*Please note that because of Constitutional rights relating to due process, the Real Estate Commissioner cannot deny the issuance of a license to an applicant who has only been arrested and/or charged – via an indictment, arraignment, or similar charging procedure (even if those charges are still pending at the time of application) -- with a crime. Pursuant to Business and Professions Code section 10177(b), only criminal convictions that are final, meaning the time for appeal has lapsed or the conviction has been affirmed on appeal, can be used as a basis for license denial or license disciplinary action.
3. Q - What prior criminal activity and license discipline must an applicant disclose
on his or her real estate application?
A - An applicant for a real estate license is required to fully disclose any misdemeanor or felony criminal conviction(s). Additionally, an applicant must disclose if he or she has ever had a license in California or any other State denied, suspended, restricted or revoked, along with any pending criminal charges against them. More importantly, the failure to disclose any convictions on a real estate application may be considered an attempt to obtain a license by fraud or misrepresentation, and can result in the denial of a real estate license.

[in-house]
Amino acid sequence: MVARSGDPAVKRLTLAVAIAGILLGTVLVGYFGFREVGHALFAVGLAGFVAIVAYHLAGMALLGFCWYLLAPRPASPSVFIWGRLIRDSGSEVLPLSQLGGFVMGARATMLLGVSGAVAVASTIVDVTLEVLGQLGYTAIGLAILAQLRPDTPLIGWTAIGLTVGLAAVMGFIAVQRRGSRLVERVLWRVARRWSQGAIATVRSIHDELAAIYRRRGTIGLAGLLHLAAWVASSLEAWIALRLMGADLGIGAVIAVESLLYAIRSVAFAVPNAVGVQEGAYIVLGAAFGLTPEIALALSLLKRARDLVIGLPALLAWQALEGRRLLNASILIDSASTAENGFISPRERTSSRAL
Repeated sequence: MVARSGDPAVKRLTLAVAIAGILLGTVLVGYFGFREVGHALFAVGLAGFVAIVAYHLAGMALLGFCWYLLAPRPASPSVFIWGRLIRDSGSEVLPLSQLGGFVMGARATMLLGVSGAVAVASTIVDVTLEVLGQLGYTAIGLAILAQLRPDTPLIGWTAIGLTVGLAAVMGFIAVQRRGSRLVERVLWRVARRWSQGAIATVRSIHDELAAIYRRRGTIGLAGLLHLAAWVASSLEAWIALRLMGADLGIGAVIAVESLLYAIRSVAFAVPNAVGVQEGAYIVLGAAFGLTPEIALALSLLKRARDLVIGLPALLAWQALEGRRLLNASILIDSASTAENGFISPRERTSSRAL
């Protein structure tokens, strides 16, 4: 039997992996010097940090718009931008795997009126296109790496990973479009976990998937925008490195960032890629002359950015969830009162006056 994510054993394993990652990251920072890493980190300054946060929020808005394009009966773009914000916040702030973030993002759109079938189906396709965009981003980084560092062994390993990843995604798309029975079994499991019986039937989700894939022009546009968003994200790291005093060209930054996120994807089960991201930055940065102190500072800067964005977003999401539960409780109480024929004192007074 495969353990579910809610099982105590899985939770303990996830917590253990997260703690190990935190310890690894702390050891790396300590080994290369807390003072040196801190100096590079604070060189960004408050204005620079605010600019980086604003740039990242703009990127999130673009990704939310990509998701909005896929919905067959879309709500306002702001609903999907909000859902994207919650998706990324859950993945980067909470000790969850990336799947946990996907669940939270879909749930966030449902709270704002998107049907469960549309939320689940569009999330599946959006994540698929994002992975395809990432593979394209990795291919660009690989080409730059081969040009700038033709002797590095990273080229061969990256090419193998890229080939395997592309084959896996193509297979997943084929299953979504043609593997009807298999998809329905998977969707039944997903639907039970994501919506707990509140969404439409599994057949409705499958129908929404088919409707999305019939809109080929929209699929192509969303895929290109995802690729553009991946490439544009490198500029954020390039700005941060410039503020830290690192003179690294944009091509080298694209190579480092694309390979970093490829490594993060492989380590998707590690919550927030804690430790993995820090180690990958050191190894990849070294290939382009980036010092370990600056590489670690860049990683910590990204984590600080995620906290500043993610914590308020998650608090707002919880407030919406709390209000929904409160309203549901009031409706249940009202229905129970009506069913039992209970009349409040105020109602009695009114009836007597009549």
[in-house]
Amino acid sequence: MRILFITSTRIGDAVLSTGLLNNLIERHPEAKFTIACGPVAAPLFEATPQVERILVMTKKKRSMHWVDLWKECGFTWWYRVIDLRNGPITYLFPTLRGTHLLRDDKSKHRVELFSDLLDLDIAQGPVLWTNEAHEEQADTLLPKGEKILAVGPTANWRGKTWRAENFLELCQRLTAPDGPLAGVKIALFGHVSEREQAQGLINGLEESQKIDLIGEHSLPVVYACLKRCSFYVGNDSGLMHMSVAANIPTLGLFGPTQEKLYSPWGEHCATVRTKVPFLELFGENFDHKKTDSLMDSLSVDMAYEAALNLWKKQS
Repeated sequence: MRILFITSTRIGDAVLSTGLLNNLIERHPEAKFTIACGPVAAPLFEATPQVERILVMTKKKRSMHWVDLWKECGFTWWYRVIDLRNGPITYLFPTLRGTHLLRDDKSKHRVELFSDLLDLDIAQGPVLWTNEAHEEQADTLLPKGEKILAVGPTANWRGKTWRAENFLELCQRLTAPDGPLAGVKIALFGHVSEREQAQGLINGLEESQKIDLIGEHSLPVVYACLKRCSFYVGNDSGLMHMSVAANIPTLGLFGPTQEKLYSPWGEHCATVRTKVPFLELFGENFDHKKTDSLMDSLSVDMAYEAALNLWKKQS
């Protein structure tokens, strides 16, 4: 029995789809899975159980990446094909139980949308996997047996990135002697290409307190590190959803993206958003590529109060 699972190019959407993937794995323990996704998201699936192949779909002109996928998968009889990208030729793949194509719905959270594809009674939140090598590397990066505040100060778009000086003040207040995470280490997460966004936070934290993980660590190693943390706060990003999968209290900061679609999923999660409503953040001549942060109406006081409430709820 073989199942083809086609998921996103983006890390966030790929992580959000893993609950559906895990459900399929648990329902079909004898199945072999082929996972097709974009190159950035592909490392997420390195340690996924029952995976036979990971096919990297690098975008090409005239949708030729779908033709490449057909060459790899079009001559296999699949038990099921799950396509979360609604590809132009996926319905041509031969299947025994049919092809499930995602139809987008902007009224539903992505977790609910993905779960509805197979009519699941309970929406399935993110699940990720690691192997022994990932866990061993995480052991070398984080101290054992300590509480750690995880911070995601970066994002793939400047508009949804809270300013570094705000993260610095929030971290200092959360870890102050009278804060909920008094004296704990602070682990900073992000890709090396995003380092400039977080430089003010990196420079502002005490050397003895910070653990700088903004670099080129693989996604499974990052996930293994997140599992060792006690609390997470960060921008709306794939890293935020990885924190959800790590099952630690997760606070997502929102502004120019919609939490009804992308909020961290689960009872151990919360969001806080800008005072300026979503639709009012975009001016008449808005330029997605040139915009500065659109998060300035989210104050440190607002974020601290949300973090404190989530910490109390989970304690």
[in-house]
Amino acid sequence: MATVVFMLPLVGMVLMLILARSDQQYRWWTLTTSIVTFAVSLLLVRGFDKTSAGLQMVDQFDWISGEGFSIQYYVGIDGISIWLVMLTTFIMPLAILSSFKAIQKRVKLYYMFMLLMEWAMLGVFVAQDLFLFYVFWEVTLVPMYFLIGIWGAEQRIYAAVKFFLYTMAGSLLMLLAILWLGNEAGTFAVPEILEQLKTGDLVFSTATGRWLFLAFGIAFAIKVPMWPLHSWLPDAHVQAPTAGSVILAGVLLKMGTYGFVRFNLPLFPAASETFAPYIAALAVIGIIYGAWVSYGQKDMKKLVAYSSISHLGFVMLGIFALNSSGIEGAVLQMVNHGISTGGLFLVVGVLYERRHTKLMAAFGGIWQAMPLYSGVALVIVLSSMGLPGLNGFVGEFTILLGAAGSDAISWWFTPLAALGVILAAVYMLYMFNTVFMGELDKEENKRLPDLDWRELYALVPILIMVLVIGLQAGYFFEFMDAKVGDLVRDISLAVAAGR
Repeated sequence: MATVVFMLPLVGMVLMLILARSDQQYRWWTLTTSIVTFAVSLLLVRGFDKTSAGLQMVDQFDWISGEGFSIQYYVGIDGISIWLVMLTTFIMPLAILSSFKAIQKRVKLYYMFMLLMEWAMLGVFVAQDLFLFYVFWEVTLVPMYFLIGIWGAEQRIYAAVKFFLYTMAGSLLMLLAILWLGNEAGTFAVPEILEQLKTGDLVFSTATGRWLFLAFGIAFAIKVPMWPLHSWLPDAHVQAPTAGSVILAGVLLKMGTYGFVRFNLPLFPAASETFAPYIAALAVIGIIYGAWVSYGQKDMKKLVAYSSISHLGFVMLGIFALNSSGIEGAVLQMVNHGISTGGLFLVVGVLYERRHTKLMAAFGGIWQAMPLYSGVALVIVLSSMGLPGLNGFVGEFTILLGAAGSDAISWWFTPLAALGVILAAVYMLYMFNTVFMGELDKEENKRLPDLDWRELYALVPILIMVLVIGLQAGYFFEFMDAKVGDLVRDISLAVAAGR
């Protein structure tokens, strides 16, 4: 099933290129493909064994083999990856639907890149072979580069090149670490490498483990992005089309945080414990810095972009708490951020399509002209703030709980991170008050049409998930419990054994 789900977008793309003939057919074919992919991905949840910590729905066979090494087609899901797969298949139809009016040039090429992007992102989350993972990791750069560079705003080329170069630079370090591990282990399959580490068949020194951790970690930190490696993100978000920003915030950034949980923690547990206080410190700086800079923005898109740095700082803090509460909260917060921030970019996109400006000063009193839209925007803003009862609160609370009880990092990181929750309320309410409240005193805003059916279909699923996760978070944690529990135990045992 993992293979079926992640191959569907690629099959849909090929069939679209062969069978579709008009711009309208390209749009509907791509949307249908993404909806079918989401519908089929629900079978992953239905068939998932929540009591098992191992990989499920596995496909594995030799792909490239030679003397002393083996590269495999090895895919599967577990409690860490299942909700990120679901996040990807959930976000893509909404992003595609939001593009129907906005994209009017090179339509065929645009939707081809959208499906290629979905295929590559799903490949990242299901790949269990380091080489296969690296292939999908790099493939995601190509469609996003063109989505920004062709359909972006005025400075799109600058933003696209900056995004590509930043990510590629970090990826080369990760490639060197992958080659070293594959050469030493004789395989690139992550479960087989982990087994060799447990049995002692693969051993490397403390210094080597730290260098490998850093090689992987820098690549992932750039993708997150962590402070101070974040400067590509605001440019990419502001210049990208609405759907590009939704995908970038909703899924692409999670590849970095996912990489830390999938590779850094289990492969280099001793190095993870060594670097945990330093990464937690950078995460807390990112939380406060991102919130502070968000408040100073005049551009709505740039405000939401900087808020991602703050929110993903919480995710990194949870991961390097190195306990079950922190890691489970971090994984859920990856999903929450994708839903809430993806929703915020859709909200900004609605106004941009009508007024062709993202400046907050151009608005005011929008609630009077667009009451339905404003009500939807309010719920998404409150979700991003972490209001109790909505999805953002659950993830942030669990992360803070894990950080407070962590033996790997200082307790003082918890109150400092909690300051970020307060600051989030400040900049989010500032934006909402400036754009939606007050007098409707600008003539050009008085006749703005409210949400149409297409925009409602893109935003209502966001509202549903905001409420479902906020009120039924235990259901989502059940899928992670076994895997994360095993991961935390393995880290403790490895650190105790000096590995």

An applicant for a real estate license is not required to disclose any Juvenile Court adjudication, any conviction sealed under Penal Code section 1203.45 or Welfare and Institutions Code section 781, and any conviction under Health and Safety Code section 11357(b), (c), (d), or (e), or Health and Safety Code section 11360(b) after at least two years have passed since the date of the conviction.
4. Q - Does CalBRE issue real estate licenses to individuals who are required to register as sex offenders?
A - While there is no specific law that prohibits CalBRE from licensing an individual who is required to register as a sex offender, CalBRE must and will consider whether a license should be denied, suspended or revoked on the basis of a conviction that involves sexual conduct. Part of CalBRE’s consideration is whether the crime is substantially related. The Bureau’s regulations provide that any crime involving sexually related conduct affecting a person who is an observer or non-consenting participant in the conduct, or convictions which require registration pursuant to the provisions of Section 290 of the Penal Code, are substantially related and may be the basis of denial of a real estate license.